The script adopts a consistently solemn tone to convey the magnitude of the Krishnamoorthy's loss and sorrow. The impact is enhanced manifold by a performance of stupendous power from Rajshri Deshpande as Neelam, who has been at the forefront of the campaign to prevent the misuse of power and pelf to escape culpability.
Abhay Deol in the role of Shekhar is terrific too but so phenomenal is the impact of Deshpande's scalding interpretation of the anguish and determination of a distraught mother standing firm before an unfair, loopholes-ridden system that everything else in Trial by Fire pales a touch in comparison.
She articulates a range of emotions - from shock and grief to indignation and fortitude - often without uttering a word. The camera is frequently focussed on Deshpande's face, which maps both hurt bereavement and bristling anger with equal force.
Nimisha Nair, playing an eager and fastidious understudy to a legal eagle (Atul Kumar) who represents the Krishnamoorthys in court, makes a strong impression in a role that is somewhat peripheral in nature, but neither the script nor the performance allows it to feel like one at any point.
The show also writes into its core two significant roles for a pair of accomplished actors - Rajesh Tailang and Ashish Vidyarthi. The former is cast as Veer Singh, a Delhi electricity board worker who is made a scapegoat because he happened to be the one who repaired the transformer that exploded and started the Uphaar fire.
Veer Singh is in and out of jail even as his daughter gears up for her wedding and life goes on as usual for his wife and married son. Most of the scenes that Tailang is in are filmed by cinematographer Saumyanand Sahi in long uninterrupted takes that weave patterns around the man's cramped home and its immediate environs, creating a sense of a trap without an exit chute.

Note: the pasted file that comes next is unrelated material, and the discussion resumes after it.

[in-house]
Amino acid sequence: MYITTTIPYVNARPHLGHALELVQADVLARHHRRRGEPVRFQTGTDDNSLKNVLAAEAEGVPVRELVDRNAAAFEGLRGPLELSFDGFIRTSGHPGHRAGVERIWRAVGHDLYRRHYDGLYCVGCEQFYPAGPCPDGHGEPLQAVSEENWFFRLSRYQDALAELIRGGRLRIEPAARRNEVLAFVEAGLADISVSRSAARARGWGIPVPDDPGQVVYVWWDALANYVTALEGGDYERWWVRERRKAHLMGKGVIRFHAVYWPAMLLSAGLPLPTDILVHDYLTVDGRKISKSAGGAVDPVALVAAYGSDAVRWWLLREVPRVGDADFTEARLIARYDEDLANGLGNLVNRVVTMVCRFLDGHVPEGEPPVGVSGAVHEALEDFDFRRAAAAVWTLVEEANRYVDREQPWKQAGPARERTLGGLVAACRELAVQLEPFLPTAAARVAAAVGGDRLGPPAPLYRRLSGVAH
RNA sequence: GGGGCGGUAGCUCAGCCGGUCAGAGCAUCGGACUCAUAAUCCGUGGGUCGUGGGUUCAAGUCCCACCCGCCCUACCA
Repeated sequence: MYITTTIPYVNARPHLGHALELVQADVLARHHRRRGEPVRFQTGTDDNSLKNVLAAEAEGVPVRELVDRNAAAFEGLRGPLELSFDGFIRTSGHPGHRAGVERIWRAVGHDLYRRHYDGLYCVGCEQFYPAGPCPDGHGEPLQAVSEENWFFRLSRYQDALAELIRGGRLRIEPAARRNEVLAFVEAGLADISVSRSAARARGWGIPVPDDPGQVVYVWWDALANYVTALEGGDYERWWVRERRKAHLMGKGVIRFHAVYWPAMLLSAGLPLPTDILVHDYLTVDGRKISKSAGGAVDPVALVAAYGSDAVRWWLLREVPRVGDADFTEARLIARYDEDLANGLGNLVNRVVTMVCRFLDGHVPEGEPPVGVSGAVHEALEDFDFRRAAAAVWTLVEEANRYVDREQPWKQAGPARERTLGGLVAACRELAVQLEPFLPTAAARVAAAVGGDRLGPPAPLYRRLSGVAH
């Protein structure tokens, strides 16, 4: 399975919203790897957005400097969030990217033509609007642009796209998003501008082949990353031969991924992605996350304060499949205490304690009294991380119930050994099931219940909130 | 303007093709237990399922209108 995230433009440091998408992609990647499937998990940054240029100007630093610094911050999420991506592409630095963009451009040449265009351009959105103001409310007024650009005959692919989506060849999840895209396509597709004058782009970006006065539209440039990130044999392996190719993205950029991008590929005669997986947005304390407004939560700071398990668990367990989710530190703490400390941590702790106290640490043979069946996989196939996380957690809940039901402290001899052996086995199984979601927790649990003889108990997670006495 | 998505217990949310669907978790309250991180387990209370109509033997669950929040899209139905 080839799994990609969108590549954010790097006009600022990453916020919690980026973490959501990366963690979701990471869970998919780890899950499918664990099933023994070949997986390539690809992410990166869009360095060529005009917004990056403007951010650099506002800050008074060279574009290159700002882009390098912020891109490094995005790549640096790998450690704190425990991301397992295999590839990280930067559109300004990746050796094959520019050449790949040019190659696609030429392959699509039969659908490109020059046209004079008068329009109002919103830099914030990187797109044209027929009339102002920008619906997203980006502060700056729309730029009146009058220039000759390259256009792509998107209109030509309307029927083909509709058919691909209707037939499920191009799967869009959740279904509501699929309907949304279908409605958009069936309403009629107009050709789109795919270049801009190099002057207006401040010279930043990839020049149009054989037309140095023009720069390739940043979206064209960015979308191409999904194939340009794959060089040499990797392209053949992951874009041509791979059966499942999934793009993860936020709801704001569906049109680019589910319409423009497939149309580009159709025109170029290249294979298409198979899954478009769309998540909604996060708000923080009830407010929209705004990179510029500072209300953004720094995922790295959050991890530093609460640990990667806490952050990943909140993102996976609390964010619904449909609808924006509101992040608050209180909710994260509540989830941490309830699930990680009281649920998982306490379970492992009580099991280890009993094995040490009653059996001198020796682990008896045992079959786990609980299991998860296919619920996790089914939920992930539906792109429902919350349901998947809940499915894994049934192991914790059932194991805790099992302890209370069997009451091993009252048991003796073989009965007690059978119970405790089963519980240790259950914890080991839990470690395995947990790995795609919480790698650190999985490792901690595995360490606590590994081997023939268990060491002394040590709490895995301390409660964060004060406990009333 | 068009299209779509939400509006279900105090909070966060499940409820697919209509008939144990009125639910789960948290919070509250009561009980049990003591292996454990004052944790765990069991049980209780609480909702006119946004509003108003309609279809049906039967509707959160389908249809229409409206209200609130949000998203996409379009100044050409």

Ashish Vidyarthi plays a dry fruits importer who serves as an unscrupulous middleman between the powerful men seeking to cover their tracks and those among the victims' families who are amenable to manipulation and are fine with living down the tragedy and moving on. Both actors are brilliant without having to break a sweat.
Another significant layer in Trial by Fire is provided by the gender dynamics that are at play. The most significant of these is the relationship between Neelam and Shekhar. Both are equally determined not to leave anything to chance, but it is often apparent that Neelam is more fiercely committed to the cause of justice although there is no overt recriminations or finger-pointing from either.
The gender split is underscored in more explicit ways in two particular scenes. In one, the industrious junior lawyer articulates her anger and frustration at being treated with condescension, if not outright disdain, by her boss, a highly regarded advocate who relies on her meticulous research, memos and briefs without acknowledging her contribution.
In another scene, an all-out domestic confrontation erupts between a prematurely-retired war veteran (played by Anupam Kher) and his wife (Ratna Pathak Shah) over how their marriage has deprived them both of the things that they really held dear.
These passages in Trial by Fire are but sideshows in the larger, heart-wrenching tale of lives cut short and the consequences of an event that have been as agonising and unsettling as the tragedy itself. Not to be missed.